Lots of people will tell you that he hasn't made a good film since the 80s and box office (and a lot of critics) will tell you Match Point, Vicky Christina Barcelona and Midnight In Paris are his best movies of recent times but I completely and wholeheartedly disagree with both those statements.
I watch every movie he makes, have done, every year, for years and my favourite to put on and watch of his recent period have been Whatever Works and Scoop but recognise he may not have bashed out a truly great film since 1999's Sweet and Lowdown.
You may, at this point, have stopped reading having thrown your hands up in disgust at the fact that I just mentioned, what are considered, two of his weakest films of recent years.
Well, if you have and you feel the rest of this review has no validity because of that then, sorry, I can only assume you are humourless and only believe what is fed to you from the pages of the colour supplements by snooty, strokey chin, attention starved critics which are quick to jump on bandwagons without seemingly really watching the films properly. If that's a snap judgement of who you are then I apologise but stop making snap judgements about me or Woody Allen, for that matter and go back and watch a few of the titles you may have missed. Scoop, for one, is a bit of a missed comedic gem in its own way. Ignore You Will Meet A Tall Dark Stranger with every fibre of your being as it's worse even than Match Point, which was woeful and while Midnight in Paris may have looked great and appeared, with the cinematography, to be Allen back on form, the writing and the performances were spectacularly lazy. Don't tell the financiers that though, it made a shed ton of money compared to Allen's other output.
With all that said and the usual myths about Allen, that critics are quick to repeat, dispelled let's get back to Blue Jasmine. Blue Jasmine is a Streetcar Named Desire inspired piece about the wife of a financial crook who, after the arrest, trial and the husbands suicide in prison finds herself, practically penniless, having to stay with her adopted sister, who has a much less glamorous lifestyle, in San Francisco.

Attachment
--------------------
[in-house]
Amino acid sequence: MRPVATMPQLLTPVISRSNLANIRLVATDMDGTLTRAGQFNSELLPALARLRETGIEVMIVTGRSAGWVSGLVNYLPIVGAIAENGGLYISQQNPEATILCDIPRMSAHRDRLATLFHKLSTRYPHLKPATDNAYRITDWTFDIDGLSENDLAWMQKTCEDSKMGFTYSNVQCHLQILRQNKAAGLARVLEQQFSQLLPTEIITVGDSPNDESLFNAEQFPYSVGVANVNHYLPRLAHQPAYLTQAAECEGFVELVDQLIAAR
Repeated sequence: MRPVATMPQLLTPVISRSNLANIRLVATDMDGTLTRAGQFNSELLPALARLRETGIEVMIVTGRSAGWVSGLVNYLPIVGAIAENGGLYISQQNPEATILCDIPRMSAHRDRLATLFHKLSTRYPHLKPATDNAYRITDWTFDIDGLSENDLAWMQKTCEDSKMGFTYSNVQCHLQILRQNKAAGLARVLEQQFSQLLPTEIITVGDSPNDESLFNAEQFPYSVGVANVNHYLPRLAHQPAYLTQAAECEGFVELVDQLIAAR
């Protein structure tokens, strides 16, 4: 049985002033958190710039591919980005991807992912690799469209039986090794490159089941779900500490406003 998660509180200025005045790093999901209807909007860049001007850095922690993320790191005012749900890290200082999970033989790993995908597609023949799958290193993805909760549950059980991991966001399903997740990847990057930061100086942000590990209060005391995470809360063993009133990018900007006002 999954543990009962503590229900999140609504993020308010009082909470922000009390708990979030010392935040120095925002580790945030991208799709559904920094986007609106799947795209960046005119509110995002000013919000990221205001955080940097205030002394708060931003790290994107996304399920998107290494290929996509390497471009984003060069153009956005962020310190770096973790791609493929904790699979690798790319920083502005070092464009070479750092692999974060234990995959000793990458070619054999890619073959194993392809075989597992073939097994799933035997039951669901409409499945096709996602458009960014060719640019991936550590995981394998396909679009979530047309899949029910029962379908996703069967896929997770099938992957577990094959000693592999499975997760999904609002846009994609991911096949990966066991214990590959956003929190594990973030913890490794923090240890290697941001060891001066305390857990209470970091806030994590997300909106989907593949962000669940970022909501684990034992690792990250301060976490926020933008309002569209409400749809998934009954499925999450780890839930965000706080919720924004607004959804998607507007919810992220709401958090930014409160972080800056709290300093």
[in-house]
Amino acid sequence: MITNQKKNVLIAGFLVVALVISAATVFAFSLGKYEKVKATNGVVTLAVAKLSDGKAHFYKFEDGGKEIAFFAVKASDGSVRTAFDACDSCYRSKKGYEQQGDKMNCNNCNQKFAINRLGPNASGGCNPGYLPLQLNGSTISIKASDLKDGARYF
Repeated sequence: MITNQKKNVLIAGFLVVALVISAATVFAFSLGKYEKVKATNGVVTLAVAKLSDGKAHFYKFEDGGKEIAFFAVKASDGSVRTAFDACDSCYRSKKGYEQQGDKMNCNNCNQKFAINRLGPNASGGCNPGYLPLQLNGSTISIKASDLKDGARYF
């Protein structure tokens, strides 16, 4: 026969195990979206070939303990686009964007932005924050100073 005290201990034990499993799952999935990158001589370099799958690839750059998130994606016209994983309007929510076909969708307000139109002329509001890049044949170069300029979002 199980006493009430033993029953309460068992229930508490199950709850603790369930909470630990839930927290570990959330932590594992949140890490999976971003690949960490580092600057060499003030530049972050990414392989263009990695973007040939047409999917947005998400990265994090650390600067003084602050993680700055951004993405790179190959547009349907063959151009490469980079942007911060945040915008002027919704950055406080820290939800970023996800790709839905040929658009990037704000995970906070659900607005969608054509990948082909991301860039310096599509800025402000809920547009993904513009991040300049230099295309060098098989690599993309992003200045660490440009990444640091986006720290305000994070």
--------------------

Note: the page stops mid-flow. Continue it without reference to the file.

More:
Jasmine is a woman very accustomed to a certain, high-society, way of life that is unable to accept her situation and refuses to, in both a delusional way by lashing out at others, refusing to give up things like first class air fare and matching luggage and drinking while popping painkillers and antidepressants and in a defiant, noble, almost heroic way by trying to get her life back on track in as many ways possible like attending school, working reception for a dentist and aspiring to be an interior designer. She's also going slowly and sadly mad.
She's a tragic character, a despicable character, a loser character, an inspirational character and a sympathetic character all rolled into one and yes it's Blanchett's unwavering tour de force performance that nails her but it's also Woody's astute, intricate writing and subtle directing that brings her completely to life.
Her sister, played excellently by British actress Sally Hawkins, is a different person altogether. She's working class, engaged to a mechanic, with no prospects and two unruly kids. She is also, in some ways, in awe of her adopted sister and believes strongly that helping her is the right thing to do as family is family, despite a greek chorus of her friends, boyfriend and ex-husband telling her that Jasmine's no good. In fact Ginger, Jasmine's sister, is one of the few characters in the film that actually defends Jasmine and even attempts, unsuccessfully, to emulate her and follow her lead, believing that the grass may, in fact, be greener and if she, as Jasmine prompts, applies herself, she could get more out of life. What the film partially examines is the idea that, is 'more' what she really wants or needs ultimately?